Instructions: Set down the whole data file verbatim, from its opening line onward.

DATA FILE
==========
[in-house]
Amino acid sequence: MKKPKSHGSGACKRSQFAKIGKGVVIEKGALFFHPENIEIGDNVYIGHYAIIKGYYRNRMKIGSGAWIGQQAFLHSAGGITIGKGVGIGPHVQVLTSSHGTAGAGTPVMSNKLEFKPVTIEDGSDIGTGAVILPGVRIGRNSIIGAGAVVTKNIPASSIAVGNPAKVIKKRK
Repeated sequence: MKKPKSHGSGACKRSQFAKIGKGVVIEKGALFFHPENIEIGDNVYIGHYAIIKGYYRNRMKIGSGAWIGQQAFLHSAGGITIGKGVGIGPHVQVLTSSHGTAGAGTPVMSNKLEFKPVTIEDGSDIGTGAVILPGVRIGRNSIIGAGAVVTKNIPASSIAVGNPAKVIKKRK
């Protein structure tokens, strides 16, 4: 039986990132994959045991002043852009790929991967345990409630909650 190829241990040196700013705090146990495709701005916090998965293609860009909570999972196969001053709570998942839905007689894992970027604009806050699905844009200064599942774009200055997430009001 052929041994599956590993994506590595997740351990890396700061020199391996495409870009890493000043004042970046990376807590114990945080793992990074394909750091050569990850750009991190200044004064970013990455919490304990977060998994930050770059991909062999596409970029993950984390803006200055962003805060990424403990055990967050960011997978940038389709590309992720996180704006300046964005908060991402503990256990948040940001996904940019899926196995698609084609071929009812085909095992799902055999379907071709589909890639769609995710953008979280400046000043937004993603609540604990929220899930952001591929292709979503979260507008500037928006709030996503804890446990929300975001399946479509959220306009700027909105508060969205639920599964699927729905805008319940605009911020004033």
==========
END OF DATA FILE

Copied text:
[in-house]
Amino acid sequence: MKKPKSHGSGACKRSQFAKIGKGVVIEKGALFFHPENIEIGDNVYIGHYAIIKGYYRNRMKIGSGAWIGQQAFLHSAGGITIGKGVGIGPHVQVLTSSHGTAGAGTPVMSNKLEFKPVTIEDGSDIGTGAVILPGVRIGRNSIIGAGAVVTKNIPASSIAVGNPAKVIKKRK
Repeated sequence: MKKPKSHGSGACKRSQFAKIGKGVVIEKGALFFHPENIEIGDNVYIGHYAIIKGYYRNRMKIGSGAWIGQQAFLHSAGGITIGKGVGIGPHVQVLTSSHGTAGAGTPVMSNKLEFKPVTIEDGSDIGTGAVILPGVRIGRNSIIGAGAVVTKNIPASSIAVGNPAKVIKKRK
């Protein structure tokens, strides 16, 4: 039986990132994959045991002043852009790929991967345990409630909650 190829241990040196700013705090146990495709701005916090998965293609860009909570999972196969001053709570998942839905007689894992970027604009806050699905844009200064599942774009200055997430009001 052929041994599956590993994506590595997740351990890396700061020199391996495409870009890493000043004042970046990376807590114990945080793992990074394909750091050569990850750009991190200044004064970013990455919490304990977060998994930050770059991909062999596409970029993950984390803006200055962003805060990424403990055990967050960011997978940038389709590309992720996180704006300046964005908060991402503990256990948040940001996904940019899926196995698609084609071929009812085909095992799902055999379907071709589909890639769609995710953008979280400046000043937004993603609540604990929220899930952001591929292709979503979260507008500037928006709030996503804890446990929300975001399946479509959220306009700027909105508060969205639920599964699927729905805008319940605009911020004033």